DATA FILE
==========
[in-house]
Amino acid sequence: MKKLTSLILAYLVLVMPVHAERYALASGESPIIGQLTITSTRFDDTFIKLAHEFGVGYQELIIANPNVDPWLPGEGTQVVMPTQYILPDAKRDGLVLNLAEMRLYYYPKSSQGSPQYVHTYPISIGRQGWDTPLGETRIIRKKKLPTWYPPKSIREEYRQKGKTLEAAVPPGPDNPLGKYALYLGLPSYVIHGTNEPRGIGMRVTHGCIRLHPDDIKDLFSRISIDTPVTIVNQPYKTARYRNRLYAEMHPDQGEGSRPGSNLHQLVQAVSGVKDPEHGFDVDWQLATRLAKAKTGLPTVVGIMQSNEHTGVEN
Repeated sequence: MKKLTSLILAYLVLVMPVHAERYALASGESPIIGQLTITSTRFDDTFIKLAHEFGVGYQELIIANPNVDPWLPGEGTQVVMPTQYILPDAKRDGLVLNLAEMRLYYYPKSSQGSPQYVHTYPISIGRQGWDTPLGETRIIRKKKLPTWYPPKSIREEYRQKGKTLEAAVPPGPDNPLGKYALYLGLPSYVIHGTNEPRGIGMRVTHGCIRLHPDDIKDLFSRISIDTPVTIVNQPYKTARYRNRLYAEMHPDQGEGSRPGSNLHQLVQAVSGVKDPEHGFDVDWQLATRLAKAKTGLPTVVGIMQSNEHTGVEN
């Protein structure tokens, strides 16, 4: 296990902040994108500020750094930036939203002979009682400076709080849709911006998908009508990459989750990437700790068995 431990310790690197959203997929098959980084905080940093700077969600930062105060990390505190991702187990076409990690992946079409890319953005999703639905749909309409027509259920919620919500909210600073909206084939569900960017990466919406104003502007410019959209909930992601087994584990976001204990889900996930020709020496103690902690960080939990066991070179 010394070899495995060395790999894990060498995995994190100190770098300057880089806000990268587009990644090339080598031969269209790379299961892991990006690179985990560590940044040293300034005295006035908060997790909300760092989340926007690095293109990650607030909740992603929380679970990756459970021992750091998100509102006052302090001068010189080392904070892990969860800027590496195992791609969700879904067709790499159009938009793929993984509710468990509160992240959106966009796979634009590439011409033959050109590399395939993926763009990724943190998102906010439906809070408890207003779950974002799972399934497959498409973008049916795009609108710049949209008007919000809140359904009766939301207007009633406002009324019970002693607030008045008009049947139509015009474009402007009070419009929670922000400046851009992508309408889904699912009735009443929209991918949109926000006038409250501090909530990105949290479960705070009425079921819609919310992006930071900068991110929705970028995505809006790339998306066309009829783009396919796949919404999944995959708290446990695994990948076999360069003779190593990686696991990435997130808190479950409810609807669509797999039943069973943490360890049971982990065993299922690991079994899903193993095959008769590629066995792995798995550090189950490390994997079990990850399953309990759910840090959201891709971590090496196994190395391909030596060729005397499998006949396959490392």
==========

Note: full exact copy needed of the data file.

[in-house]
Amino acid sequence: MKKLTSLILAYLVLVMPVHAERYALASGESPIIGQLTITSTRFDDTFIKLAHEFGVGYQELIIANPNVDPWLPGEGTQVVMPTQYILPDAKRDGLVLNLAEMRLYYYPKSSQGSPQYVHTYPISIGRQGWDTPLGETRIIRKKKLPTWYPPKSIREEYRQKGKTLEAAVPPGPDNPLGKYALYLGLPSYVIHGTNEPRGIGMRVTHGCIRLHPDDIKDLFSRISIDTPVTIVNQPYKTARYRNRLYAEMHPDQGEGSRPGSNLHQLVQAVSGVKDPEHGFDVDWQLATRLAKAKTGLPTVVGIMQSNEHTGVEN
Repeated sequence: MKKLTSLILAYLVLVMPVHAERYALASGESPIIGQLTITSTRFDDTFIKLAHEFGVGYQELIIANPNVDPWLPGEGTQVVMPTQYILPDAKRDGLVLNLAEMRLYYYPKSSQGSPQYVHTYPISIGRQGWDTPLGETRIIRKKKLPTWYPPKSIREEYRQKGKTLEAAVPPGPDNPLGKYALYLGLPSYVIHGTNEPRGIGMRVTHGCIRLHPDDIKDLFSRISIDTPVTIVNQPYKTARYRNRLYAEMHPDQGEGSRPGSNLHQLVQAVSGVKDPEHGFDVDWQLATRLAKAKTGLPTVVGIMQSNEHTGVEN
């Protein structure tokens, strides 16, 4: 296990902040994108500020750094930036939203002979009682400076709080849709911006998908009508990459989750990437700790068995 431990310790690197959203997929098959980084905080940093700077969600930062105060990390505190991702187990076409990690992946079409890319953005999703639905749909309409027509259920919620919500909210600073909206084939569900960017990466919406104003502007410019959209909930992601087994584990976001204990889900996930020709020496103690902690960080939990066991070179 010394070899495995060395790999894990060498995995994190100190770098300057880089806000990268587009990644090339080598031969269209790379299961892991990006690179985990560590940044040293300034005295006035908060997790909300760092989340926007690095293109990650607030909740992603929380679970990756459970021992750091998100509102006052302090001068010189080392904070892990969860800027590496195992791609969700879904067709790499159009938009793929993984509710468990509160992240959106966009796979634009590439011409033959050109590399395939993926763009990724943190998102906010439906809070408890207003779950974002799972399934497959498409973008049916795009609108710049949209008007919000809140359904009766939301207007009633406002009324019970002693607030008045008009049947139509015009474009402007009070419009929670922000400046851009992508309408889904699912009735009443929209991918949109926000006038409250501090909530990105949290479960705070009425079921819609919310992006930071900068991110929705970028995505809006790339998306066309009829783009396919796949919404999944995959708290446990695994990948076999360069003779190593990686696991990435997130808190479950409810609807669509797999039943069973943490360890049971982990065993299922690991079994899903193993095959008769590629066995792995798995550090189950490390994997079990990850399953309990759910840090959201891709971590090496196994190395391909030596060729005397499998006949396959490392």